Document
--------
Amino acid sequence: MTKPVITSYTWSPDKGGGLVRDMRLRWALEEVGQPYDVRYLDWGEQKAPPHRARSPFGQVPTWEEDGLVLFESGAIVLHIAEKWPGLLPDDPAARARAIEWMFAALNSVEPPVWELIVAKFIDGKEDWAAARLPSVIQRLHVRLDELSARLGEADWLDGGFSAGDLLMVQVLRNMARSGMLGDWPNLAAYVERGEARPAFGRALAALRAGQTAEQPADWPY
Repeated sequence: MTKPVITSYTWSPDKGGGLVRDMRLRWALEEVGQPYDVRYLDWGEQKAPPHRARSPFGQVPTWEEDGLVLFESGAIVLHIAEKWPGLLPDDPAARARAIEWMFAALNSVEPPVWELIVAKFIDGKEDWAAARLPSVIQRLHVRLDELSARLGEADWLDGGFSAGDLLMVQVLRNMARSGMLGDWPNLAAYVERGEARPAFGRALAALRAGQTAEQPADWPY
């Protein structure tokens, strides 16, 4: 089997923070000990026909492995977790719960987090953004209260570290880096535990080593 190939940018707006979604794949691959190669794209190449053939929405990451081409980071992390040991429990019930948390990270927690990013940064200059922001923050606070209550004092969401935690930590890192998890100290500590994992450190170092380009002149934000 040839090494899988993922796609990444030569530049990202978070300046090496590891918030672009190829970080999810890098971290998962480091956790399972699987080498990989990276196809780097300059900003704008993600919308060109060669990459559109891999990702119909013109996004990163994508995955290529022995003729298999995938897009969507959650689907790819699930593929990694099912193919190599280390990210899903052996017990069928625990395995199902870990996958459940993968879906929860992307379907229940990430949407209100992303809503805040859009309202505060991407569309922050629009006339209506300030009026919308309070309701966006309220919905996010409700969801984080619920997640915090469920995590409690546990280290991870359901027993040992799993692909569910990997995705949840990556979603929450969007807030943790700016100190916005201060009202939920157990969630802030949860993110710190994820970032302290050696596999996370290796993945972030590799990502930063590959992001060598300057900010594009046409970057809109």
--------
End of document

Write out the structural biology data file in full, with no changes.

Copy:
Amino acid sequence: MTKPVITSYTWSPDKGGGLVRDMRLRWALEEVGQPYDVRYLDWGEQKAPPHRARSPFGQVPTWEEDGLVLFESGAIVLHIAEKWPGLLPDDPAARARAIEWMFAALNSVEPPVWELIVAKFIDGKEDWAAARLPSVIQRLHVRLDELSARLGEADWLDGGFSAGDLLMVQVLRNMARSGMLGDWPNLAAYVERGEARPAFGRALAALRAGQTAEQPADWPY
Repeated sequence: MTKPVITSYTWSPDKGGGLVRDMRLRWALEEVGQPYDVRYLDWGEQKAPPHRARSPFGQVPTWEEDGLVLFESGAIVLHIAEKWPGLLPDDPAARARAIEWMFAALNSVEPPVWELIVAKFIDGKEDWAAARLPSVIQRLHVRLDELSARLGEADWLDGGFSAGDLLMVQVLRNMARSGMLGDWPNLAAYVERGEARPAFGRALAALRAGQTAEQPADWPY
């Protein structure tokens, strides 16, 4: 089997923070000990026909492995977790719960987090953004209260570290880096535990080593 190939940018707006979604794949691959190669794209190449053939929405990451081409980071992390040991429990019930948390990270927690990013940064200059922001923050606070209550004092969401935690930590890192998890100290500590994992450190170092380009002149934000 040839090494899988993922796609990444030569530049990202978070300046090496590891918030672009190829970080999810890098971290998962480091956790399972699987080498990989990276196809780097300059900003704008993600919308060109060669990459559109891999990702119909013109996004990163994508995955290529022995003729298999995938897009969507959650689907790819699930593929990694099912193919190599280390990210899903052996017990069928625990395995199902870990996958459940993968879906929860992307379907229940990430949407209100992303809503805040859009309202505060991407569309922050629009006339209506300030009026919308309070309701966006309220919905996010409700969801984080619920997640915090469920995590409690546990280290991870359901027993040992799993692909569910990997995705949840990556979603929450969007807030943790700016100190916005201060009202939920157990969630802030949860993110710190994820970032302290050696596999996370290796993945972030590799990502930063590959992001060598300057900010594009046409970057809109």